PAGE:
13) Ten Pod­casts to Build Your Vocab­u­lary
14) YouTube Gets Smart: The Launch of New Uni­ver­si­ty Chan­nels
15) The Decline and Fall of the Roman (and Amer­i­can?) Empire: A Free Audio­book

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Yale Launches Open Courses

Click here for 250 Free Online Cours­es From Great Uni­ver­si­ties

Yes­ter­day, Yale announced that it is pro­vid­ing “free and open access to sev­en intro­duc­to­ry cours­es taught by dis­tin­guished teach­ers and schol­ars at Yale Uni­ver­si­ty.” I’ve list­ed the course line­up below, with links to each course. You can access the home­page for the project here.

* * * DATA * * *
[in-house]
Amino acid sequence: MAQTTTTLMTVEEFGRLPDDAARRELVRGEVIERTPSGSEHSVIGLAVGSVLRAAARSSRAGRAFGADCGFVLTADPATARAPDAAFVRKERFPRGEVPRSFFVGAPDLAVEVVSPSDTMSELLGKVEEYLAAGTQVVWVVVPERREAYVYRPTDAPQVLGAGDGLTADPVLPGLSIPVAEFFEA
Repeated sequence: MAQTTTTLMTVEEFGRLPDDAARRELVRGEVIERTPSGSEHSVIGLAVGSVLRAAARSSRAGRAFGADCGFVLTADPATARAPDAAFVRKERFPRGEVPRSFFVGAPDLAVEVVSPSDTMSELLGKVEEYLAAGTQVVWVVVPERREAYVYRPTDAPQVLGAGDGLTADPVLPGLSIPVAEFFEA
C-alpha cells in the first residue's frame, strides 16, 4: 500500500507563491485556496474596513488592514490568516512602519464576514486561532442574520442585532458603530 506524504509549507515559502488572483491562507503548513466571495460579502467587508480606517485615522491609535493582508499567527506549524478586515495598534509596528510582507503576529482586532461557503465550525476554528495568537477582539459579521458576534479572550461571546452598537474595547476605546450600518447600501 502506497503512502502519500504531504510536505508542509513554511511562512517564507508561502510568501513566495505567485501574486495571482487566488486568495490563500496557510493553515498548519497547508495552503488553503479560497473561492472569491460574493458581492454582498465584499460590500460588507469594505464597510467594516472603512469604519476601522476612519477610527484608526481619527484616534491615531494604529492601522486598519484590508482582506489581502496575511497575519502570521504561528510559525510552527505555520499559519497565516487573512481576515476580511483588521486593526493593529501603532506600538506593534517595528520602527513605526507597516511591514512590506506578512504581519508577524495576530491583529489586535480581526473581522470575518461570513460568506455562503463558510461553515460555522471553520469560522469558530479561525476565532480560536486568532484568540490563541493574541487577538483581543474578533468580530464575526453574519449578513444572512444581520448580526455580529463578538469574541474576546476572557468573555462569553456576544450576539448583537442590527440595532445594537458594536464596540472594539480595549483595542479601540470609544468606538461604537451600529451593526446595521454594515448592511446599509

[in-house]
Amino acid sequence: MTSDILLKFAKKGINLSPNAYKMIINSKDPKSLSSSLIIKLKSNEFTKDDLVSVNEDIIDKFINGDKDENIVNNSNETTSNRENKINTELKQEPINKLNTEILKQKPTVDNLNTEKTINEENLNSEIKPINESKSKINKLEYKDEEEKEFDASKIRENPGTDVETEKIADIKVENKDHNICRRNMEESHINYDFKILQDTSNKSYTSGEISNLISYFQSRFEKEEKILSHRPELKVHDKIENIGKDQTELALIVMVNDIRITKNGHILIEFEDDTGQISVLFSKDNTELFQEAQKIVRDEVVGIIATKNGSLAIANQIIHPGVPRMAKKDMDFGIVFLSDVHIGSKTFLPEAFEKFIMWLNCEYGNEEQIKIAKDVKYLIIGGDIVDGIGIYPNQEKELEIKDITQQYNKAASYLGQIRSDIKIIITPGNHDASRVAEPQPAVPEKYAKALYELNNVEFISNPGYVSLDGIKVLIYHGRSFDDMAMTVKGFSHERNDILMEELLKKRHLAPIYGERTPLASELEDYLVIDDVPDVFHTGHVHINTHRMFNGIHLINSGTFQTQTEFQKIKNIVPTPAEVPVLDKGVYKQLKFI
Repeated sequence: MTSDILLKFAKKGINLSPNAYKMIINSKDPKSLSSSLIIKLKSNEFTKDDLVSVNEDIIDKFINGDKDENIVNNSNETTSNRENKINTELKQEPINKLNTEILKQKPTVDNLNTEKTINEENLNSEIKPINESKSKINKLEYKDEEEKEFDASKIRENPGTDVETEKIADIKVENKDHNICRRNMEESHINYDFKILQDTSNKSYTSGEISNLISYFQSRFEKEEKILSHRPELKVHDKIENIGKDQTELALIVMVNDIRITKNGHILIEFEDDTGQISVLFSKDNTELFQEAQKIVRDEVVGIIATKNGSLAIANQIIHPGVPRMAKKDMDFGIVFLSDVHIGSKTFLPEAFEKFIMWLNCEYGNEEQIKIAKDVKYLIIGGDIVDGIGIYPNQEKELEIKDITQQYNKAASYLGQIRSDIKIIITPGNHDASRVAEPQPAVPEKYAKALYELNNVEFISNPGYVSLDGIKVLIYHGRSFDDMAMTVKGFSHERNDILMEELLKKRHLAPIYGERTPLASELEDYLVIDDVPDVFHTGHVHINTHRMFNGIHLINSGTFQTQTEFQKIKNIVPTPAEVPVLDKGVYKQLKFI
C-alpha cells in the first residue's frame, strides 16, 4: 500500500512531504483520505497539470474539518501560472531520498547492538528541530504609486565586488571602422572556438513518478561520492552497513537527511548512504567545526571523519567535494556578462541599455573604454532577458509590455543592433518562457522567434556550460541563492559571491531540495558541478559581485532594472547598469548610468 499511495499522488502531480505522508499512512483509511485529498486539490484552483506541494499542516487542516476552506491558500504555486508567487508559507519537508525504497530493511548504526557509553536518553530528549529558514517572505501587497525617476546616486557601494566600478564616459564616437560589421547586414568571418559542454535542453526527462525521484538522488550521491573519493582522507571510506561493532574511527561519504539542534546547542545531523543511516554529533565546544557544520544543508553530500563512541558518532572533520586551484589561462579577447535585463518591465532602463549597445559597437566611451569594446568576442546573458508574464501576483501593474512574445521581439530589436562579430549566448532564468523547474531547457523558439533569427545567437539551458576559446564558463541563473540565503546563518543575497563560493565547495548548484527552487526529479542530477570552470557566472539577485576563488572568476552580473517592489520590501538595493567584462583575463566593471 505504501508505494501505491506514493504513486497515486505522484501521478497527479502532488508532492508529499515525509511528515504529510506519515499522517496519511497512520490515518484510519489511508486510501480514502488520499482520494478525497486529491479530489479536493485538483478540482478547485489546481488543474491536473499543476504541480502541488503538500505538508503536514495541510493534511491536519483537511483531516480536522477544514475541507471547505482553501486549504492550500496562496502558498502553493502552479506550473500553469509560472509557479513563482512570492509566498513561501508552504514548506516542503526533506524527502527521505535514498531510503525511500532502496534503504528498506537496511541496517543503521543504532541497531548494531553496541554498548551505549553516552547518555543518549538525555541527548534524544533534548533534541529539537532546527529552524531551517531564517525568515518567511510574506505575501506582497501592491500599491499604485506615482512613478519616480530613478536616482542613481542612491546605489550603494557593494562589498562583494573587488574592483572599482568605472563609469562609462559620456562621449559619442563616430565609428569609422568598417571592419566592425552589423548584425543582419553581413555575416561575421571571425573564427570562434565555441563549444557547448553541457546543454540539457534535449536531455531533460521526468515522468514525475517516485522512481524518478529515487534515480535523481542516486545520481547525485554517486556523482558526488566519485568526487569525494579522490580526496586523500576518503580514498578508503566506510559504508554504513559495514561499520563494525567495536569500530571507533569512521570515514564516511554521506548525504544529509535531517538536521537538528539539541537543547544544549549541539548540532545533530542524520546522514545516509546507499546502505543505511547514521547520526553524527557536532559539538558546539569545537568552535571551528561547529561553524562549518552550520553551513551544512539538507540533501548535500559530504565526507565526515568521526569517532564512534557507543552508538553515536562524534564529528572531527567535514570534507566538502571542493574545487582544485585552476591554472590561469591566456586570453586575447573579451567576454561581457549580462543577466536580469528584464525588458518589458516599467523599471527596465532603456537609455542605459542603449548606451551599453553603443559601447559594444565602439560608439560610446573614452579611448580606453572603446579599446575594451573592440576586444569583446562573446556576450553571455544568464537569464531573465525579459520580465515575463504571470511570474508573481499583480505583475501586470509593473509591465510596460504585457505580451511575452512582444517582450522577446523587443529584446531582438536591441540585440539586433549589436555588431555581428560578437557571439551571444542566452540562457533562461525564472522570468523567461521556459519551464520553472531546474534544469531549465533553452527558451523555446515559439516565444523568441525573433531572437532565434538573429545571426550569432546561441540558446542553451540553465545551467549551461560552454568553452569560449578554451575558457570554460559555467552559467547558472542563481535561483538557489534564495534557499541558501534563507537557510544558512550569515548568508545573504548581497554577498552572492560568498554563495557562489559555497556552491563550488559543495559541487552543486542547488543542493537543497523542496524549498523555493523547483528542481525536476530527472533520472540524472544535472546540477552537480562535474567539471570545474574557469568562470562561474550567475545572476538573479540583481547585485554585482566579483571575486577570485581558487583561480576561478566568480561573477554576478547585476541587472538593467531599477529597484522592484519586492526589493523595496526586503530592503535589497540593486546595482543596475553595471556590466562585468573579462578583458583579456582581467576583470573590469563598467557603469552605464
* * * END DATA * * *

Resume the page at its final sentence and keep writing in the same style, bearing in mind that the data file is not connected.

With this launch, Yale becomes the lat­est pres­ti­gious Amer­i­can uni­ver­si­ty to give glob­al users access to online edu­ca­tion­al con­tent. But its approach is rather dif­fer­ent. The high pro­file ini­tia­tives led by MIT and UC Berke­ley both deliv­er high vol­umes of con­tent, and they’re designed to be scal­able. (MIT gives users access to mass quan­ti­ties of course mate­ri­als cre­at­ed by its fac­ul­ty, while Berke­ley dis­trib­utes through iTunes and YouTube over 50 cours­es that the uni­ver­si­ty records at a rea­son­able cost.) In con­trast, Yale’s project is more bou­tique and high-touch.